a) Outline the basic rules regarding qualification for jury service
A juror is an individual serving on a jury. One has to meet certain qualifications for one to be considered to join the jury. The first requirement is one must to be a United States’ national, and has lived in the country for a period of one year before the summons to the service commission. The person is supposed to be 18years of age and above as well as fluent in English language. He should not have faced charges in a court of law and is both physically and mentally fit to carry out the duties to be bestowed upon the individual. There are certain groups of people exempted from serving on the jury. Any member, of the armed forces who has a contractual obligation does not stand a chance as a jury.
Lastly, members from the police department and fire brigade are exempted from the services of the jury. In circumstances whereby an individual has served in the jury or a federal court of law one is automatically disqualified as a jury. Oregon law states that every interested person who meets the requirements will not be deprived of the chance to serve on the jury. An individual will not be discriminated on the basis of religious ideologies, gender, age, profession, race and the country of origin. It is illegal for any individual to solicit for a place in the jury or offer bribe in exchange for a position in the commission.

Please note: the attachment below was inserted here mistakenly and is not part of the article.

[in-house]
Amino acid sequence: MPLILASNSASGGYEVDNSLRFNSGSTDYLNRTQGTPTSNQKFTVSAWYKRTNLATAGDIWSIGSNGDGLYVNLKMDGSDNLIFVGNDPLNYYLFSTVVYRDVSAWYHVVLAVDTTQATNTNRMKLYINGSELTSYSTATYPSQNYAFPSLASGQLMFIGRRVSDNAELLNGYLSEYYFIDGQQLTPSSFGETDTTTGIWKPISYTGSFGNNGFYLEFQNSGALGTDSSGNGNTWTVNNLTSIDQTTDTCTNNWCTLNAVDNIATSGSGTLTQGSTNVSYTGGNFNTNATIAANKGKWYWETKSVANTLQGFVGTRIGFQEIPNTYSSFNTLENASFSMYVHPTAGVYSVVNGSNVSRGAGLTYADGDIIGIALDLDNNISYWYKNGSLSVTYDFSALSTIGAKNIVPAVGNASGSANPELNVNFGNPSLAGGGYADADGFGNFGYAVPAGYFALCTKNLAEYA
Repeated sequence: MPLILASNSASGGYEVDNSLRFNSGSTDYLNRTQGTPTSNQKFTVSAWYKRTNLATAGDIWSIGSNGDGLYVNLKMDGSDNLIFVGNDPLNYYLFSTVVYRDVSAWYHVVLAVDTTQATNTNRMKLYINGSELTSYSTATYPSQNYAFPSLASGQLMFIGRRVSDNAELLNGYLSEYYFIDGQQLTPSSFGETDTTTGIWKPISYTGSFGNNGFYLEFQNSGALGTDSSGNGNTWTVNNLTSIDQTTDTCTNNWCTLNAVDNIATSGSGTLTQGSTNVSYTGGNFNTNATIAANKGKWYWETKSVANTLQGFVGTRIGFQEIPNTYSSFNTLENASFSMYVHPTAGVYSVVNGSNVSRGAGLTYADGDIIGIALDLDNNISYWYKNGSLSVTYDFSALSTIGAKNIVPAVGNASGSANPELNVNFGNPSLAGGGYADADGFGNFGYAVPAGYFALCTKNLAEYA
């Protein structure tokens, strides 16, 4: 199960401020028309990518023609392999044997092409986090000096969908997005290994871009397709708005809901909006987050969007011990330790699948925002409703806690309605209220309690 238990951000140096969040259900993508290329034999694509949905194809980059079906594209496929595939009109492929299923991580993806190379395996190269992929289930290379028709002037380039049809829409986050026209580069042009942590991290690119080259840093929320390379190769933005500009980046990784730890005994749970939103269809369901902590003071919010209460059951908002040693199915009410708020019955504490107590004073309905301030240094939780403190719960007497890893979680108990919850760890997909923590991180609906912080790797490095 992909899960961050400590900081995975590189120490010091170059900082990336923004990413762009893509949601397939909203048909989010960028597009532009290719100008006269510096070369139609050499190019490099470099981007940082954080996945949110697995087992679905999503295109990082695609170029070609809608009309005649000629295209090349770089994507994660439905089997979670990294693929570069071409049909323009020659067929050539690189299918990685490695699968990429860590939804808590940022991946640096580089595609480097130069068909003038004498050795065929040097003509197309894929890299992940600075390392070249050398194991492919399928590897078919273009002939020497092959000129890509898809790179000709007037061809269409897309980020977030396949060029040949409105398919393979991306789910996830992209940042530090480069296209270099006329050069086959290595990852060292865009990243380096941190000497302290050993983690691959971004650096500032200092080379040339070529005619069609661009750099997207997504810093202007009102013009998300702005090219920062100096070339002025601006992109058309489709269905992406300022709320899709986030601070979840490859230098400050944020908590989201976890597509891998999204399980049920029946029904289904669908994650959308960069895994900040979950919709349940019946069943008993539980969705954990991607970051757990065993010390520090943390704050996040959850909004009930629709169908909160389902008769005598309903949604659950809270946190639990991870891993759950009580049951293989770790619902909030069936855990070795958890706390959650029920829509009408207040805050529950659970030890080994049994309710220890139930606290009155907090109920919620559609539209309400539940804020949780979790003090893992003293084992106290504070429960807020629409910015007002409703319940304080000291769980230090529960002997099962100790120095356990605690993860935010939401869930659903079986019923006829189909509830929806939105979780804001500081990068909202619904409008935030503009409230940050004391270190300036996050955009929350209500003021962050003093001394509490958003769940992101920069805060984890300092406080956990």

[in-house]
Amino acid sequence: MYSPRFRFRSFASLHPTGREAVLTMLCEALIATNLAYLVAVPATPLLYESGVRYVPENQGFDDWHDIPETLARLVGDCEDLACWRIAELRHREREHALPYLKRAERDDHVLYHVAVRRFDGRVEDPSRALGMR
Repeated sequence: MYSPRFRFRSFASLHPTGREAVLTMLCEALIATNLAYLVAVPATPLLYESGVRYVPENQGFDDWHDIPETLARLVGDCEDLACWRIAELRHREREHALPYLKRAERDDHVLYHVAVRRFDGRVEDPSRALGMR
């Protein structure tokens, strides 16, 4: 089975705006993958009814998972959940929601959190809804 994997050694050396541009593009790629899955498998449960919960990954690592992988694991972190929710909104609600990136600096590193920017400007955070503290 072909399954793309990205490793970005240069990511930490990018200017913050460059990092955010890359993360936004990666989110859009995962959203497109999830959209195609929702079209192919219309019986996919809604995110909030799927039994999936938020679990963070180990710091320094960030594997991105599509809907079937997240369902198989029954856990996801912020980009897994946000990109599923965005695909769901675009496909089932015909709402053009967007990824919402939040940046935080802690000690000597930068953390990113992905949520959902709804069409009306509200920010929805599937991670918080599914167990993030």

b) The process by which a jury is selected in an individual case
The first step is the court clerk chooses randomly from a larger pool consisting of other juries. The selection takes place when they are seated in a court of law. The clerk puts slips with the names of individuals in a box. The box is shaken forcefully to enhance complete overhaul of the contents in the box. The clerk calls out the names from and when the clerk has enough names they are sworn in. This marks the beginning of a crucial state termed ‘voir dire’. It means being honest and speaking the truth in French. The process involves choosing jurors after they are questioned. It begins with an explanation from the judge in the case that is on trial and the list of the attorney, together with both parties implicated in the hearing. The jurors take an oath to respond honestly to queries. The judge starts the session by asking common queries.